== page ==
6. Format and complete the chart. Finally, right-click each circle one at a time and set the Line format to Solid line, 2 Pts width, with alternating Black and Red colors. Set the Marker formats to No fill, No line. Right-click the chart's X-axis, and set the Minimum and Maximum Bounds to -1.1 and 1.1, then repeat this step for the Y-axis. Right-click any metrics data point and select Add Data Labels. Right-click any metrics data point again and select Format Data Labels; in the resulting Label Options section, select Value From Cells, and then highlight and select the project names as data labels. With the data points still selected, from the Home tab, click the Decrease Font Size icon three times to reduce the size of the data labels. Edit the Chart Title. The final chart should appear as shown below.


The resulting bull's-eye chart is ideal for visually analyzing and communicating data, and the resulting quadrant breakdown can be informative as well. While this chart does involve a moderate amount of effort to produce, once your Excel template is completed, you need only save the template and substitute new project data each month to produce a new bull's-eye chart. You can download this example template at carltoncollins.com/bullseye.xlsx.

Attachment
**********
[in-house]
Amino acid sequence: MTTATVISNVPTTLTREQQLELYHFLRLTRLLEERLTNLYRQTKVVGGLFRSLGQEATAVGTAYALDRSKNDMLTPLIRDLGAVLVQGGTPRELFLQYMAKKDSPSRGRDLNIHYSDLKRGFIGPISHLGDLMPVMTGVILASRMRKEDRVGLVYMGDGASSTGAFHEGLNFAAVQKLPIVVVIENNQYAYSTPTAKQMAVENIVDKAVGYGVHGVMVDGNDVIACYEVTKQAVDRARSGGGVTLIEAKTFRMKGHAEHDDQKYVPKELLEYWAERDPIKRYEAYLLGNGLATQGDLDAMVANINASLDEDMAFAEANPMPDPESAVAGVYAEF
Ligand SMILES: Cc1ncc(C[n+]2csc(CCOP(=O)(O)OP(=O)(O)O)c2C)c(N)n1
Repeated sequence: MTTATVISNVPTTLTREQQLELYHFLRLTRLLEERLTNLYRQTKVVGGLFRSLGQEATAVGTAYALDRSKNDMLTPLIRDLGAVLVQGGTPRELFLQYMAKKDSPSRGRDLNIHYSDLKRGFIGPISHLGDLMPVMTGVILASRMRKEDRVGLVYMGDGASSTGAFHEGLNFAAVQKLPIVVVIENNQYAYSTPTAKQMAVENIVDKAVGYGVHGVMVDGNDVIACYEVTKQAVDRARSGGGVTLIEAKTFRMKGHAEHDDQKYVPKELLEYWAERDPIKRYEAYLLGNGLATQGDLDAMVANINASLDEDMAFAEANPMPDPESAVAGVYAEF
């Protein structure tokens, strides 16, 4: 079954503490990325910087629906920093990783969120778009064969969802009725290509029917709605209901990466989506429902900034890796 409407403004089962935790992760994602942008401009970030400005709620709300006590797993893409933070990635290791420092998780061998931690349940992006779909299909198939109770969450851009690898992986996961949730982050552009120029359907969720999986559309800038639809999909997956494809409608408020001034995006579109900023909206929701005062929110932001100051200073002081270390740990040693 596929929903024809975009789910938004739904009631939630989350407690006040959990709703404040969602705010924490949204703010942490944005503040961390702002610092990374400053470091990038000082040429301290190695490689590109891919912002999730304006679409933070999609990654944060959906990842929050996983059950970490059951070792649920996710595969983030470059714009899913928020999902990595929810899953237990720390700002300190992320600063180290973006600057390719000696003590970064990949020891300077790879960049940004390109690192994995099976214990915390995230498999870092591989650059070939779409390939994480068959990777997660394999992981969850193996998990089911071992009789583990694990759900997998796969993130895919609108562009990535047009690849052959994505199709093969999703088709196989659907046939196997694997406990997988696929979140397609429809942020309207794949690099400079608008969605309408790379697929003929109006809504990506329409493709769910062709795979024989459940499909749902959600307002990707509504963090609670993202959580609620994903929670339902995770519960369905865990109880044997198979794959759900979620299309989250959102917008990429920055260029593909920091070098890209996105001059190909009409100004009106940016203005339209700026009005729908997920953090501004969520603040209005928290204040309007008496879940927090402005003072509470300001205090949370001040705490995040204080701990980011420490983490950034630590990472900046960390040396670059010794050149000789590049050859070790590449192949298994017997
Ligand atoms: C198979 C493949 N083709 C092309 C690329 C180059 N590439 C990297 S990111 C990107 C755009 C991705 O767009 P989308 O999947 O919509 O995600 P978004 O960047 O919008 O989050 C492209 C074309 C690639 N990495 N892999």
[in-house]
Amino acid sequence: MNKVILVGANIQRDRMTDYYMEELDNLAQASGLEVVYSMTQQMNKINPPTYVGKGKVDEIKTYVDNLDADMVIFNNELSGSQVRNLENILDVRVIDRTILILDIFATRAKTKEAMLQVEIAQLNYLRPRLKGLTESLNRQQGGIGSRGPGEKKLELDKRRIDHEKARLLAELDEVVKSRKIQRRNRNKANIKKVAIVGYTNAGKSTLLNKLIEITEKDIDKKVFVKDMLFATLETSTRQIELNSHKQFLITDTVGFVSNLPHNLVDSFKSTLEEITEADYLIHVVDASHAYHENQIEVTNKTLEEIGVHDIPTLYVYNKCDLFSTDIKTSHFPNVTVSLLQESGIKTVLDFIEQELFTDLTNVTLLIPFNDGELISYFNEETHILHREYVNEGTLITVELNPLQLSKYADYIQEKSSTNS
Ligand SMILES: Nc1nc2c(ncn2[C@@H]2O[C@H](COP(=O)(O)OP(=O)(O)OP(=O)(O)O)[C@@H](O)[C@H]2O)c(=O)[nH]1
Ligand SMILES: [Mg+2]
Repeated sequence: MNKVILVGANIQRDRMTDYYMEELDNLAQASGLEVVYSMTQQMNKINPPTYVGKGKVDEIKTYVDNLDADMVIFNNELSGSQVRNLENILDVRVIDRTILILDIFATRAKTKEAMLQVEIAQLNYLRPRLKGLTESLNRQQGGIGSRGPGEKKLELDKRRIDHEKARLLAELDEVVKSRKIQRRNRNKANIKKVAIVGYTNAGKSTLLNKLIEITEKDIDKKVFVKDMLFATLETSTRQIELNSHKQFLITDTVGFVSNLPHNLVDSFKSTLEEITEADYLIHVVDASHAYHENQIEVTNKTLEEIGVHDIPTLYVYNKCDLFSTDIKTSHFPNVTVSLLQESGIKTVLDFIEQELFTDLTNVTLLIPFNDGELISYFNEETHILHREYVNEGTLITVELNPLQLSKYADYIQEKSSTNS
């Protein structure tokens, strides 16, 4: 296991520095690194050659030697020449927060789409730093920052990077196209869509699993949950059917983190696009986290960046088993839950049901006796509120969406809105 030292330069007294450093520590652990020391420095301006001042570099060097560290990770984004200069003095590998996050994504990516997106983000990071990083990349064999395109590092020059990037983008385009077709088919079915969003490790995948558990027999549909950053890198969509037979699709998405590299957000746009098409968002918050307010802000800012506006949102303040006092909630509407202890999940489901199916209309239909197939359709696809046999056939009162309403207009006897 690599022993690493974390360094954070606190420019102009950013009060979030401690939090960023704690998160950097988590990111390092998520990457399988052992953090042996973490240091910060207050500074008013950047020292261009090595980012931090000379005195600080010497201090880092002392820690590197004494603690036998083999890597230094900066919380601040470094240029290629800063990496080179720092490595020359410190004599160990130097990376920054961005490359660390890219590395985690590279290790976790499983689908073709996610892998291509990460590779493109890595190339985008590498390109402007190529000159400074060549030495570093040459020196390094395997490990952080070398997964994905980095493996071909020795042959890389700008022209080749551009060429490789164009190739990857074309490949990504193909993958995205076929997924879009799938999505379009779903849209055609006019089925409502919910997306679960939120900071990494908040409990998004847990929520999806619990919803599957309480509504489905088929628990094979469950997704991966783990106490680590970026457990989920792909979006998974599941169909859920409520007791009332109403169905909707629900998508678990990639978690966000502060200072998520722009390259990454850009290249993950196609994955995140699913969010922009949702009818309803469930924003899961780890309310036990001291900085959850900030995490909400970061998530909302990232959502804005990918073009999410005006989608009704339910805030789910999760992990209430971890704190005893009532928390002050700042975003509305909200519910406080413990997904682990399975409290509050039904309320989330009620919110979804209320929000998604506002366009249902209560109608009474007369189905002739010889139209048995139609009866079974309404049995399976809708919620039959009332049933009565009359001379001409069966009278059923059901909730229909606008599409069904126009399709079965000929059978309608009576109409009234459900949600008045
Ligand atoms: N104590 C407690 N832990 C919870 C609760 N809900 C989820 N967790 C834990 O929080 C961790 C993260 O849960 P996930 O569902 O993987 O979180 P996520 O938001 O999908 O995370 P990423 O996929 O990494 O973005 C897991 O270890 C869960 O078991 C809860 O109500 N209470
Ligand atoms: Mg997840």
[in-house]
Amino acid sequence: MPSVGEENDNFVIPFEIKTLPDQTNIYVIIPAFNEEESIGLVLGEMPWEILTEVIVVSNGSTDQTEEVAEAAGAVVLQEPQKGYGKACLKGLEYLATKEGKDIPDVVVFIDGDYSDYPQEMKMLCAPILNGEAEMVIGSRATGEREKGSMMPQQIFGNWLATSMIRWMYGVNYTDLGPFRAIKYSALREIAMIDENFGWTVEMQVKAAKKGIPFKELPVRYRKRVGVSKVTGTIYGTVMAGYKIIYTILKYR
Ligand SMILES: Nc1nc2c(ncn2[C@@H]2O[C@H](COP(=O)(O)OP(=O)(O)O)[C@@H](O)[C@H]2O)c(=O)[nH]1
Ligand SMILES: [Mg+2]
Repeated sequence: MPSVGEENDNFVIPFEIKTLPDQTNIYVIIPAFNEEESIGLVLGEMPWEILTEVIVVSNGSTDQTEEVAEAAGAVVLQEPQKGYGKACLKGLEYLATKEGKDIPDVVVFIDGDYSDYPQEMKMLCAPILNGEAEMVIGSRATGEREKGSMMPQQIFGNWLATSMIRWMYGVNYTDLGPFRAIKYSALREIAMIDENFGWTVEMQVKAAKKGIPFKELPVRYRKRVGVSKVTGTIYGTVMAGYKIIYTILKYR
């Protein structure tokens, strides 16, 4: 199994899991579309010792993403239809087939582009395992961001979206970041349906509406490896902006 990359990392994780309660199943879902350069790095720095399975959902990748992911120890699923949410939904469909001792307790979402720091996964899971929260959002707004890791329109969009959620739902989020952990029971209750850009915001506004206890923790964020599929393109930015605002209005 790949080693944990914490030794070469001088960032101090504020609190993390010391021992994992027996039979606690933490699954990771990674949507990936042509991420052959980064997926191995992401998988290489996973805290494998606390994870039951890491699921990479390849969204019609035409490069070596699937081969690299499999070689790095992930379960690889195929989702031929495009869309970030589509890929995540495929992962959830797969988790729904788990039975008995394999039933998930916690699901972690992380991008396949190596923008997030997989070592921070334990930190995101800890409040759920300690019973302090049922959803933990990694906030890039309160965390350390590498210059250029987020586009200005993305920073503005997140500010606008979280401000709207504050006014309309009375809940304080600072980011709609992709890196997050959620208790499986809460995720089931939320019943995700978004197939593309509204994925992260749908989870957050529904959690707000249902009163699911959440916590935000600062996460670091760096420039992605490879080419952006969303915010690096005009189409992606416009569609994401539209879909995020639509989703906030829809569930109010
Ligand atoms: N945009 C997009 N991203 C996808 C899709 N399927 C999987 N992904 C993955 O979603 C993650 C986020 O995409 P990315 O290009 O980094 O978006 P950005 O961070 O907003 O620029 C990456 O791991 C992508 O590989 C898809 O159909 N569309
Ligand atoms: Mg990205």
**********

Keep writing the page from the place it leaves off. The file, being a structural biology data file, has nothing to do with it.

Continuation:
About the author

J. Carlton Collins (carlton@asaresearch.com) is a technology consultant, a CPE instructor, and a JofA contributing editor.

Note: Instructions for Microsoft Office in “Technology Q&A” refer to the 2007 through 2016 versions, unless otherwise specified.

Submit a question

Do you have technology questions for this column? Or, after reading an answer, do you have a better solution? Send them to jofatech@aicpa.org. We regret being unable to individually answer all submitted questions.


Year-end tax planning and what’s new for 2016

Practitioners need to consider several tax planning opportunities to review with their clients before the end of the year. This report offers strategies for individuals and businesses, as well as recent federal tax law changes affecting this year’s tax returns.


News quiz: Retirement planning, tax practice, and fraud risk

Recent reports focused on a survey that gauges the worries about retirement among CPA financial planners’ clients, a suit that affects tax practitioners, and a guide that offers advice on fraud risk. See how much you know with this short quiz.


Bolster your data defenses

As you weather the dog days of summer, it’s a good time to make sure your cybersecurity structure can stand up to the heat of external and internal threats. Here are six steps to help shore up your systems.